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Griffin v. Barnegat Township Committee

October 26, 2009

JAMIE A. GRIFFIN AND KENNETH WARFIELD, PLAINTIFFS-APPELLANTS,
v.
BARNEGAT TOWNSHIP COMMITTEE AND NEW CINGULAR WIRELESS, PCS, LLC, DEFENDANTS-RESPONDENTS.



On appeal from the Superior Court of New Jersey, Law Division, Ocean County, Docket No. L-2496-07.

Per curiam.

NOT FOR PUBLICATION WITHOUT THE APPROVAL OF THE APPELLATE DIVISION

Argued September 16, 2009

Before Judges Axelrad, Fisher and Espinosa.

This appeal questions the sufficiency of the notice given by the township in adopting an ordinance permitting wireless cellphone towers. Finding our explanation of the statutory notice requirement in Robert James Pacilli Homes, L.L.C. v. Twp. of Woolwich, 394 N.J. Super. 319 (App. Div. 2007) to constitute a new rule of law, we reject its retroactive application to the notice here, which was given four years before Pacilli was decided, and affirm the dismissal of plaintiffs' action.

The record reveals that Ordinance No. 2003-18 (hereafter "the ordinance") was introduced and passed on first reading at a meeting of the Township Committee of Barnegat Township (the township committee) on June 16, 2003. The ordinance amended the township code so as to permit wireless telecommunication towers and antennas within block 263, lot 2, which is publicly-owned. The ordinance also specified that "[a]lthough allowed as permitted uses, antennas and towers as described [in the ordinance], shall require the issuance of a conditional use permit" by the planning board.

Two days later, the township clerk advised the Ocean County Planning Board, the Pinelands Commission, and the Barnegat Township Planning Board that the ordinance would be considered at a public hearing on July 21, 2003. The following day, June 19, 2003, a legal notice was published in the Tuckerton Beacon that fully reprinted the ordinance's preamble:

An ordinance amending the township code of the Township of Barnegat, Chapter 55, Land Use, by adding new Section No. 55030 entitled "Wireless Telecommunications Towers and Antennas"; providing definitions; providing for permitted locations; providing conditions for permitted uses, accessory uses, and special uses; providing for permits and lease agreements; proving [sic] for severability; providing for repealer; and providing for an effective date.

The published notice then stated that "the above ordinance will implement substantial amendments and changes to the Land Use Ordinance of the code of the Township of Barnegat as it [a]ffects permitted locations for wireless telecommunications towers and antennas."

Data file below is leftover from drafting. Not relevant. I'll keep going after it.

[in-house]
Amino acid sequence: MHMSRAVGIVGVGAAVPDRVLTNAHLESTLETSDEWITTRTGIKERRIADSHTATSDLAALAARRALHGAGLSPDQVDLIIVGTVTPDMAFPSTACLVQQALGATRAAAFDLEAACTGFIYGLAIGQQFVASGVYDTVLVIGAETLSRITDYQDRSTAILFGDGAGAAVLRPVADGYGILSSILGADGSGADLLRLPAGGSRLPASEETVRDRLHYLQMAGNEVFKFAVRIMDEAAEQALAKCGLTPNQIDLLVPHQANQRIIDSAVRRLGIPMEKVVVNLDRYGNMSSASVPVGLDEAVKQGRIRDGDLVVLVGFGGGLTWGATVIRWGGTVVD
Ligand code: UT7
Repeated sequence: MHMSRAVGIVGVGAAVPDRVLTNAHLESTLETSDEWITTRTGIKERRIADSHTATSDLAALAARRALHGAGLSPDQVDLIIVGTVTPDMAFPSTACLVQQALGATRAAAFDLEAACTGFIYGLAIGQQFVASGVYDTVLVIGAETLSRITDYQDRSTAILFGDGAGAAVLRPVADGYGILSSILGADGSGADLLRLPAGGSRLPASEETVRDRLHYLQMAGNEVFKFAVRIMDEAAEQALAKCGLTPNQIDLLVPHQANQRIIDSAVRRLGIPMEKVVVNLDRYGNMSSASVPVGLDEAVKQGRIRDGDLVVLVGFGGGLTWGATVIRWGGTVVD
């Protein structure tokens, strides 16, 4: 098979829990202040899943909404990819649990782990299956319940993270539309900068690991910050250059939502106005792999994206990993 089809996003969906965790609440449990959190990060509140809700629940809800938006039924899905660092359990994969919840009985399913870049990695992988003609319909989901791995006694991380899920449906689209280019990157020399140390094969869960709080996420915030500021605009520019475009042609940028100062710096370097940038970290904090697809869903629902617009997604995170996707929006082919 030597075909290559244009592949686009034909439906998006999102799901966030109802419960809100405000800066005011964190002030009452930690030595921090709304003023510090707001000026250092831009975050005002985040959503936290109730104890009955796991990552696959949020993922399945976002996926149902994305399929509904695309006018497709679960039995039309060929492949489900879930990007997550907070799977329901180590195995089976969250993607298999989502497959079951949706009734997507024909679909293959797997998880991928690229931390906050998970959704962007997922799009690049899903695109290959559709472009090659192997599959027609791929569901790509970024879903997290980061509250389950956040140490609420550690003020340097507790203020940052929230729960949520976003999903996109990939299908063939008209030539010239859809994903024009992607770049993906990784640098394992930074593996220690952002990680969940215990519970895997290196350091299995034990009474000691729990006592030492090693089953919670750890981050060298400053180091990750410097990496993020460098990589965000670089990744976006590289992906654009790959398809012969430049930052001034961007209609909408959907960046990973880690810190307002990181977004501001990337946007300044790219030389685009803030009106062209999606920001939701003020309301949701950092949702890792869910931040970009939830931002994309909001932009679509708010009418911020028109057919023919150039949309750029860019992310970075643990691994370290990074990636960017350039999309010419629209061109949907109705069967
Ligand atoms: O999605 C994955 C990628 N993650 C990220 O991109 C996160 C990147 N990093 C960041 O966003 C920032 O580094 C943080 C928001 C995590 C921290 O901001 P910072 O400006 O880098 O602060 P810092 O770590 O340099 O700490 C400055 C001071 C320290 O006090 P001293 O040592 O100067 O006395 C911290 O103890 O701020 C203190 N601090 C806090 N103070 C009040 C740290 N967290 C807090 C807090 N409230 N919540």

The ordinance was considered and approved at the township committee's public meeting of July 21, 2003. Following the planning board's consideration, the ordinance was unanimously adopted by the township committee on August 18, 2003, with modifications suggested by the planning board. Legal notice confirming the final adoption of the ordinance was published in the Tuckerton Beacon on August 21, 2003.

In December 2003, the township sought bid proposals to lease the property for construction and maintenance of a wireless communications tower. AT&T Wireless was the successful bidder, and on December 15, 2003, the township committee adopted a resolution awarding the lease to AT&T Wireless for $24,000 per year. Defendant Cingular Wireless later acquired AT&T Wireless and obtained a CAFRA*fn1 permit in December 2006. The township and Cingular executed a lease agreement on June 21, 2006.

On July 26, 2007, plaintiffs filed their complaint in lieu of prerogative writs,*fn2 challenging the ordinance and the sufficiency of notice, as well as the propriety of the bidding process. Both defendants moved for summary judgment, arguing in part that the complaint was time-barred by Rule 4:69-6(a). Even though the complaint was not filed until nearly four years after the ordinance was adopted, plaintiffs argued that the township's failure to personally serve them with notice of the ordinance's adoption tolled the time for commencement of their action in lieu of prerogative writs. The judge rejected this and all plaintiff's other arguments and dismissed the complaint.

In appealing, plaintiffs argue:

I. THE COURT BELOW ERRED IN GRANTING ...


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